September 6, 2008 1 Comment
I recommend Anthony Pagden’s Worlds at War, not necessarily for Pagden’s pro-Western antireligious thesis (at least, not in any particulars) but as an excellent historical and cultural review of what the book’s subtitle calls "the 2500-Year Struggle Between East and West" — where "East" is used in the ancient sense of western Asia (Troy, Phoenicia, Persia) and northeastern Africa (Egypt, Phoenician Carthage), and in the modern sense of Islam.
In a recent personal correspondence with my favorite conservative Rothbardian about Robert Spencer’s Politically Incorrect Guide to Islam (and the Crusades), my comrade wrote, "The fact that U.S. foreign policy is stupid and evil doesn’t make Islam any less illiberal."
I think that’s right, and I think that it’s a point that’s missed by many modern liberals, for whom all cultures and religions are equal and compatible a priori. If you don’t treat this supposed equality as axiomatic, its falseness is quickly evident.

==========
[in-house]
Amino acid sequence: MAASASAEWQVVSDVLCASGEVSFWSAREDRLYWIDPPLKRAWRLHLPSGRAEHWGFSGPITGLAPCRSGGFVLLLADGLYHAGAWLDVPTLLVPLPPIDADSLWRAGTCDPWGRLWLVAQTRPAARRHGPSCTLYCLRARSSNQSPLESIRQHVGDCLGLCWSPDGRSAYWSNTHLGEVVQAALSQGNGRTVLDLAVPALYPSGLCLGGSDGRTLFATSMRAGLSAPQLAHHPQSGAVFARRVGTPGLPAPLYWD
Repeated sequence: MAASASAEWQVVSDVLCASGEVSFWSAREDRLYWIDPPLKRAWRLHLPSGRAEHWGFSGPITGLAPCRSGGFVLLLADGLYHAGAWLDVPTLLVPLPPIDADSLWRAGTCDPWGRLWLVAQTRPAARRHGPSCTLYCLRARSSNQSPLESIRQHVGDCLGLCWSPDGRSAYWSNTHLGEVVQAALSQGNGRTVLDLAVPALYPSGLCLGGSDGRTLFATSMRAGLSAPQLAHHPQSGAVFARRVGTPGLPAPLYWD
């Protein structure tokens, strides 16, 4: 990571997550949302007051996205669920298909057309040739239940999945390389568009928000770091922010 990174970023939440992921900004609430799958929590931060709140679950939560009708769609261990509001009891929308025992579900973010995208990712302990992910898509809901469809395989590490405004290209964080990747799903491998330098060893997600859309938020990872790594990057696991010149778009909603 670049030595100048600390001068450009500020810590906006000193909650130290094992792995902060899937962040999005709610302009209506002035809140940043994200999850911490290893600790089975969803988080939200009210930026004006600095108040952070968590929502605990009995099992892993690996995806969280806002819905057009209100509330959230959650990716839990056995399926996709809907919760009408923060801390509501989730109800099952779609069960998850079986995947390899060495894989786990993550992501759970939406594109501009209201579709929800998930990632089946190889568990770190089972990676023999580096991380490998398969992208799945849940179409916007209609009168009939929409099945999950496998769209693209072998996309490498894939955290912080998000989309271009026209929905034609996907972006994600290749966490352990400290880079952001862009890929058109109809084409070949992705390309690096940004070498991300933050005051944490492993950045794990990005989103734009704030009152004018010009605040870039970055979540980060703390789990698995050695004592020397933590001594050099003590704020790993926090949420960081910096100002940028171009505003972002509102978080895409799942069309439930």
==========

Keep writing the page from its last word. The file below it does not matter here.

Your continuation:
Pagden does not, however, find Christianity superior to Islam in any intrinsic sense. His thesis in Worlds at War seems to be that Christianity was too weak and contained too many inner contradictions to provide the basis for a lasting theocracy, and that Christianity’s weakness was the basis of the West’s great strength. Our individualism, our traditions of tolerance, and our less-hampered markets (and therefore our industrial and technological superiority) are all the result of our secularism, Pagden contends. Three cheers for atheism. I’m a pro-Western atheist myself (as Murray Rothbard is reported to have said to Father Robert Sirico, "I don’t believe in God, but I believe that Mary was His mother."), and I agree with Pagden that the essential ingredient in the history of Western civilization was the separation of Church and State, but Pagden somehow manages to lay all the blame for illiberalism at the feet of monotheism. Not only does that implicitly let the State itself off the hook, but it fails to account for the importance of the checks and balances provided by the ongoing struggle between the two. In the Western contest between Church and State, the State has won, and the ever-weakening power of the Church has been accompanied by ever-growing power of the illiberal State.